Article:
What are Scope 1, 2 and 3 emissions?

Bringing you the latest news and insights on sustainability and the journey to Net Zero.

Gala Anania Published on Feb 09 2022

Are you interested in your company’s carbon footprint but are unsure what Scope 1, 2 and 3 emissions are? If so, here is what you need to know.

  • Scope 1, 2 and 3 emissions are different categories of greenhouse gas emissions. Essentially, they indicate which emissions a company generates directly, and which ones it generates indirectly through its value chain. Scopes 1, 2 and 3 are the terminology used by the Greenhouse Gas Protocol, which is a common emissions reporting standard.
  • Scope 1 emissions are directly generated by the company. For example, emissions from running the office boiler, burning diesel for the company’s fleet or leaks from the office refrigerator are considered Scope 1.
  • When a company buys electricity, greenhouse gases have already been emitted at the power plant to make that electricity.
  • Scope 3 are all the emissions that arise upstream and downstream of a company’s value chain as an indirect result of its activities. Let’s take the example of a baker. If she makes a scone, emissions are generated to produce milk and wheat, manufacture the oven, transport ingredients to the bakery, commute, and also when customers reheat her delicious scones. All these types of emissions, and more, fall under Scope 3.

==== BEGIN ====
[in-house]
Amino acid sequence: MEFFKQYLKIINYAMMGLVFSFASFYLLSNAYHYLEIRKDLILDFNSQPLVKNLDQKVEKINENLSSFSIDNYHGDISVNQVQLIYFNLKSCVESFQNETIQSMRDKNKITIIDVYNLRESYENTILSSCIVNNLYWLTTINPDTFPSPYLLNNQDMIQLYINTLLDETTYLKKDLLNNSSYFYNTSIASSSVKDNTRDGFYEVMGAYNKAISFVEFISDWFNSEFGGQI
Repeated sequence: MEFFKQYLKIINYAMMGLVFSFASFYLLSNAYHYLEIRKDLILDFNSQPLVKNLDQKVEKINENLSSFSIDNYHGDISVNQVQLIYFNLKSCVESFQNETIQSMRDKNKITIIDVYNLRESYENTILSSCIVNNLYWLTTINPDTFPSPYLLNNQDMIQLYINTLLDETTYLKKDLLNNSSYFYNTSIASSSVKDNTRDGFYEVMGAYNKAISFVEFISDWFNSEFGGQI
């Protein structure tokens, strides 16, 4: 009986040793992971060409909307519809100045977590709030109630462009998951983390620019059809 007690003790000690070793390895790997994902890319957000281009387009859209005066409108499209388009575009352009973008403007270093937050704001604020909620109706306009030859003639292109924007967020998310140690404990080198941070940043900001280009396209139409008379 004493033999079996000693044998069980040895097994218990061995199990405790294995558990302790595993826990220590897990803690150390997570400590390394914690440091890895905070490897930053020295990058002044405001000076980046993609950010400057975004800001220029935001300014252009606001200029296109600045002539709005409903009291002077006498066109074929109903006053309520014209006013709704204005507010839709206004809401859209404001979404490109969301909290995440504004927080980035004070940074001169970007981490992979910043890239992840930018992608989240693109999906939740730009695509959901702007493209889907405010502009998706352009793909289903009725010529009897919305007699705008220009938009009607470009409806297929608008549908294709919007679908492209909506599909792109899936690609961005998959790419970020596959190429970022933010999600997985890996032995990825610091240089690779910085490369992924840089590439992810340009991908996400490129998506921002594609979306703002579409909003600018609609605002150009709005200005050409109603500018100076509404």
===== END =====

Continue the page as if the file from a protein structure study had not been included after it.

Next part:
• Scope 1 and 2 emissions are the easiest for a company to control. Although Scope 2 emissions are not directly generated by the company, they can easily be reduced by switching to cleaner energy providers.
  • Companies have less control over their Scope 3 emissions, but because Scope 3 usually forms the bulk of emissions, this is also where companies can have the most impact.
  • Scope 1 and 2 reporting is mandatory for many companies, while Scope 3 reporting is usually voluntary.

Do you have any questions about Scope 1, 2 and 3 or how to measure your emissions? Drop us a line or try our quick carbon footprint calculator.

By Gala Anania, Climate Evangelist at myFootprint